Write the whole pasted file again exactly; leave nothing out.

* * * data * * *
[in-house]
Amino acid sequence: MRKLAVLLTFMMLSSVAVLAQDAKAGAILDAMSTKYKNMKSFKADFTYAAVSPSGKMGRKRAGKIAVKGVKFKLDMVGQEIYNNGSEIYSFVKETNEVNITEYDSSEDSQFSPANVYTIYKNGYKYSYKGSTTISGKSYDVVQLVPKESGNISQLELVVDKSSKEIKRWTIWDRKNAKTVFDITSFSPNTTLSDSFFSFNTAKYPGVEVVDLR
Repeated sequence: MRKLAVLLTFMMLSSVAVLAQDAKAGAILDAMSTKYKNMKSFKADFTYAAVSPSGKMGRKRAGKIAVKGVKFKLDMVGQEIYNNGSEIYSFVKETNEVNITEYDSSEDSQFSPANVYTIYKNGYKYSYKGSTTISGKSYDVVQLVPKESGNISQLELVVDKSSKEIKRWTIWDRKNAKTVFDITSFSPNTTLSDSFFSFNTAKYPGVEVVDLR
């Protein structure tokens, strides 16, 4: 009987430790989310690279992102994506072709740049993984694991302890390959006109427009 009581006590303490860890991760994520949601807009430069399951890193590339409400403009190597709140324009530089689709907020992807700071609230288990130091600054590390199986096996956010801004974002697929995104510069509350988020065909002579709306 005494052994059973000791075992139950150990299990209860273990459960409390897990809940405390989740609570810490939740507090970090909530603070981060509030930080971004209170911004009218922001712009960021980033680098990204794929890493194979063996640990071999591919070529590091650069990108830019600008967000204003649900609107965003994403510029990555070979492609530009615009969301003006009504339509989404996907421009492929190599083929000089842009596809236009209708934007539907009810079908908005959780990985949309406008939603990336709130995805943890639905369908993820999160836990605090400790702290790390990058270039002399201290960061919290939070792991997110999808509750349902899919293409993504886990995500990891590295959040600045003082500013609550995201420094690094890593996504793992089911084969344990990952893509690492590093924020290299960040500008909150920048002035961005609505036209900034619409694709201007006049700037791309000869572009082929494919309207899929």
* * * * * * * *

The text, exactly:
[in-house]
Amino acid sequence: MRKLAVLLTFMMLSSVAVLAQDAKAGAILDAMSTKYKNMKSFKADFTYAAVSPSGKMGRKRAGKIAVKGVKFKLDMVGQEIYNNGSEIYSFVKETNEVNITEYDSSEDSQFSPANVYTIYKNGYKYSYKGSTTISGKSYDVVQLVPKESGNISQLELVVDKSSKEIKRWTIWDRKNAKTVFDITSFSPNTTLSDSFFSFNTAKYPGVEVVDLR
Repeated sequence: MRKLAVLLTFMMLSSVAVLAQDAKAGAILDAMSTKYKNMKSFKADFTYAAVSPSGKMGRKRAGKIAVKGVKFKLDMVGQEIYNNGSEIYSFVKETNEVNITEYDSSEDSQFSPANVYTIYKNGYKYSYKGSTTISGKSYDVVQLVPKESGNISQLELVVDKSSKEIKRWTIWDRKNAKTVFDITSFSPNTTLSDSFFSFNTAKYPGVEVVDLR
């Protein structure tokens, strides 16, 4: 009987430790989310690279992102994506072709740049993984694991302890390959006109427009 009581006590303490860890991760994520949601807009430069399951890193590339409400403009190597709140324009530089689709907020992807700071609230288990130091600054590390199986096996956010801004974002697929995104510069509350988020065909002579709306 005494052994059973000791075992139950150990299990209860273990459960409390897990809940405390989740609570810490939740507090970090909530603070981060509030930080971004209170911004009218922001712009960021980033680098990204794929890493194979063996640990071999591919070529590091650069990108830019600008967000204003649900609107965003994403510029990555070979492609530009615009969301003006009504339509989404996907421009492929190599083929000089842009596809236009209708934007539907009810079908908005959780990985949309406008939603990336709130995805943890639905369908993820999160836990605090400790702290790390990058270039002399201290960061919290939070792991997110999808509750349902899919293409993504886990995500990891590295959040600045003082500013609550995201420094690094890593996504793992089911084969344990990952893509690492590093924020290299960040500008909150920048002035961005609505036209900034619409694709201007006049700037791309000869572009082929494919309207899929």